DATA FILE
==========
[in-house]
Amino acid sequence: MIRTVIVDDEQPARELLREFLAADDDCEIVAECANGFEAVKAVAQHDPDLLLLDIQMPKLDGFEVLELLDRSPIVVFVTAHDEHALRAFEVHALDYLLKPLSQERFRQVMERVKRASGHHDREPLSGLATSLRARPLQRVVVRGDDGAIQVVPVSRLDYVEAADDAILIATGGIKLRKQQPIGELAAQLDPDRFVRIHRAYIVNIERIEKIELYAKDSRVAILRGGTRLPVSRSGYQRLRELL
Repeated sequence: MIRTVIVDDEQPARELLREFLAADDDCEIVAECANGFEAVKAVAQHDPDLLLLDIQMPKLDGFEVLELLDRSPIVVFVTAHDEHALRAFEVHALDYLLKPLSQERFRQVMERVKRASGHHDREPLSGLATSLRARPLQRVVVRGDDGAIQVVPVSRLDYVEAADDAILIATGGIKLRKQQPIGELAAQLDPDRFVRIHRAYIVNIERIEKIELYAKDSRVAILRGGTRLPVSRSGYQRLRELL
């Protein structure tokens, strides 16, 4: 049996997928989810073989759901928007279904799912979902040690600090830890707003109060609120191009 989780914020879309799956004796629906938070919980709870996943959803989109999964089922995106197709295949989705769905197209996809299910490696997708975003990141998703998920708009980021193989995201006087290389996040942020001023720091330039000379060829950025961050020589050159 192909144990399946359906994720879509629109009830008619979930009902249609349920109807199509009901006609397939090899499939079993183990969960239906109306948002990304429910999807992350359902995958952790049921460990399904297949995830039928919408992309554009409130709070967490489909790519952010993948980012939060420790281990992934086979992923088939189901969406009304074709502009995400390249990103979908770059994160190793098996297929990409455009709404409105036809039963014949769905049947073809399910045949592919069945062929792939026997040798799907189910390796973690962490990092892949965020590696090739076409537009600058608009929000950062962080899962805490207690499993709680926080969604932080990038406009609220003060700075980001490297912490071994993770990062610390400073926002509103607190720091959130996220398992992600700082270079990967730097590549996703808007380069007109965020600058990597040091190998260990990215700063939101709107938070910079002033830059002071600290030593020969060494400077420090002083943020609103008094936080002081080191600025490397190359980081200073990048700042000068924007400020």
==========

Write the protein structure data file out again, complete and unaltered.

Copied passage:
[in-house]
Amino acid sequence: MIRTVIVDDEQPARELLREFLAADDDCEIVAECANGFEAVKAVAQHDPDLLLLDIQMPKLDGFEVLELLDRSPIVVFVTAHDEHALRAFEVHALDYLLKPLSQERFRQVMERVKRASGHHDREPLSGLATSLRARPLQRVVVRGDDGAIQVVPVSRLDYVEAADDAILIATGGIKLRKQQPIGELAAQLDPDRFVRIHRAYIVNIERIEKIELYAKDSRVAILRGGTRLPVSRSGYQRLRELL
Repeated sequence: MIRTVIVDDEQPARELLREFLAADDDCEIVAECANGFEAVKAVAQHDPDLLLLDIQMPKLDGFEVLELLDRSPIVVFVTAHDEHALRAFEVHALDYLLKPLSQERFRQVMERVKRASGHHDREPLSGLATSLRARPLQRVVVRGDDGAIQVVPVSRLDYVEAADDAILIATGGIKLRKQQPIGELAAQLDPDRFVRIHRAYIVNIERIEKIELYAKDSRVAILRGGTRLPVSRSGYQRLRELL
């Protein structure tokens, strides 16, 4: 049996997928989810073989759901928007279904799912979902040690600090830890707003109060609120191009 989780914020879309799956004796629906938070919980709870996943959803989109999964089922995106197709295949989705769905197209996809299910490696997708975003990141998703998920708009980021193989995201006087290389996040942020001023720091330039000379060829950025961050020589050159 192909144990399946359906994720879509629109009830008619979930009902249609349920109807199509009901006609397939090899499939079993183990969960239906109306948002990304429910999807992350359902995958952790049921460990399904297949995830039928919408992309554009409130709070967490489909790519952010993948980012939060420790281990992934086979992923088939189901969406009304074709502009995400390249990103979908770059994160190793098996297929990409455009709404409105036809039963014949769905049947073809399910045949592919069945062929792939026997040798799907189910390796973690962490990092892949965020590696090739076409537009600058608009929000950062962080899962805490207690499993709680926080969604932080990038406009609220003060700075980001490297912490071994993770990062610390400073926002509103607190720091959130996220398992992600700082270079990967730097590549996703808007380069007109965020600058990597040091190998260990990215700063939101709107938070910079002033830059002071600290030593020969060494400077420090002083943020609103008094936080002081080191600025490397190359980081200073990048700042000068924007400020």